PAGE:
(The National Anthem was sung.)

AMBASSADOR STEPHENSON: Thank you, Katie. Please, be seated. Our anthem asks, “Oh say, does that star-spangled banner yet wave?” The answer to that question is and must remain, “Yes.” The answer to that question – as the photos from the moments of silence held at embassies and consulates around the globe show, the Star-Spangled Banner continues to wave proudly – a visible demonstration of America’s global leadership. I invite you to join me in committing to ensuring we can say the same thing next year and a decade from now and 20 years from now.

I would now like to invite our Secretary of State Mike Pompeo to the podium. (Applause.)

SECRETARY POMPEO: Thank you so much, Ambassador Stephenson, for hosting this important service. I am grateful to see so many leaders here, as the ambassador mentioned, from throughout the department and indeed leaders throughout our government.

Thank you for joining us as we pay tribute to our colleagues, our friends, our family members, who have died in service to our nation.

This wall to my rear stands as a reminder that sacrifice is part of our department’s culture. It’s part of our DNA. The 248 names behind me represent lives lived – not for their own glory or their own good – but for the good of others, for promoting peace and prosperity in selfless service to their fellow Americans.

I’m reminded of a verse from Scripture. The book of Philippians commands us: Let each of us – you look not only to his own interests, but also to the interests of others. Those on this wall have done that in the ultimate form. They abandoned their own comfort and security for the sake of our countrymen. They paid the price for freedom we enjoy today. And we are all indebted to them.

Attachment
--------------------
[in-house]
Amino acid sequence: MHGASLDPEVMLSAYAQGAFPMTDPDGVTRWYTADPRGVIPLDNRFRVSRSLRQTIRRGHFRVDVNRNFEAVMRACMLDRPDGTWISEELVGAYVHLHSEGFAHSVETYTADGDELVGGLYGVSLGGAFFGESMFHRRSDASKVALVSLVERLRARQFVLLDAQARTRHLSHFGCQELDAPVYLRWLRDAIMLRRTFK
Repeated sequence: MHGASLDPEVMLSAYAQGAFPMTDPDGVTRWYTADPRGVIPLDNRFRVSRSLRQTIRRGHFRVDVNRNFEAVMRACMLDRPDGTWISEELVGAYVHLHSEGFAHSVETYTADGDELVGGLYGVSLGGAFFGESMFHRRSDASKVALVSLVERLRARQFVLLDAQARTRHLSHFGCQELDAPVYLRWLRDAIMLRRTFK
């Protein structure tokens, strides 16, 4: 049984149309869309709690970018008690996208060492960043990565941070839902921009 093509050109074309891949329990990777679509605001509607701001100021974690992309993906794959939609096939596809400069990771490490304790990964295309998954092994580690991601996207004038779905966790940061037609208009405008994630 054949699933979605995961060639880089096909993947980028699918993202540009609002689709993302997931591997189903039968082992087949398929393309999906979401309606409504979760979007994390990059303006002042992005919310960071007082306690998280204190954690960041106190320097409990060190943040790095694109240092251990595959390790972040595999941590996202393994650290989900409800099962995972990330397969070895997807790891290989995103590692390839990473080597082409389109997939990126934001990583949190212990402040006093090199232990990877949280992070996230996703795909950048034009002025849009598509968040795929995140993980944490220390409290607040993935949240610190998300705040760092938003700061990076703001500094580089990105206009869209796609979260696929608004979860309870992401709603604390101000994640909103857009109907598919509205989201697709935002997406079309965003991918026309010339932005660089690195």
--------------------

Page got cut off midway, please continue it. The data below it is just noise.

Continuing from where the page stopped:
Today we want to honor in particular the individuals whose names we are adding to this wall of heroes.

Michael Andrew Cameron Jordan, known to his friends and family as Andy. He served the American people all over the world, most recently in Juba, South Sudan.

The second name is Selena Nelson-Salcedo, who most recently served as consular chief at the U.S. Embassy in Bratislava, Slovakia.

Selena and Andy worked hard on behalf of all of us. They were patriotic and passionate about advancing the United States’s interests abroad. They leave behind families, friends, and coworkers who will miss them greatly. But they also leave behind a great legacy of selfless service that will be a reminder to us all and to future generations forever. The names on this wall illustrate that we are living in uncertain, difficult times. Every morning, I’m grateful to be working with colleagues who are up to the challenge, willing to sacrifice so much, whether Foreign or Civil Service or locally employed staff, every day in support of our mission.

I promise I’m going to do everything I can to keep every single one of our team members safe. One of the things I did as the director of the CIA and will continue to do as Secretary is to visit posts abroad and see how our family members are living and working. I always stop and ask the question: Would I be comfortable placing my own family in this situation? That’s the standard for evaluating how well we are doing for our people and how well we are doing in keeping them and their families safe. If the conditions aren’t good enough for the Pompeo family, we will fix it. If the safety is inadequate, we will correct it. If there are shortcomings in security measures, we will get after them immediately. It’s my job. The very first briefing I received after I was nominated was on the issue of security. I take this mission incredibly seriously.

So today, as we remember the fallen during this solemn occasion, we grieve for these heroes. We pray for their families and their friends and colleagues. But we must also keep our eyes fixed, knowing that a more stable and peaceful future is ahead because of the legacy they have helped us achieve. Every day, we get up with a goal in mind, remembering that the sacrifice we all make makes freedom possible, and we channel their dedication and their commitment to propel us forward. Thank you all. (Applause.)

AMBASSADOR STEPHENSON: Thank you, Mr. Secretary. I know I speak for all of us when I say how much we appreciate that you are with us today. I’d now like to ask Under Secretary of State for Political Affairs Tom Shannon to come to the podium.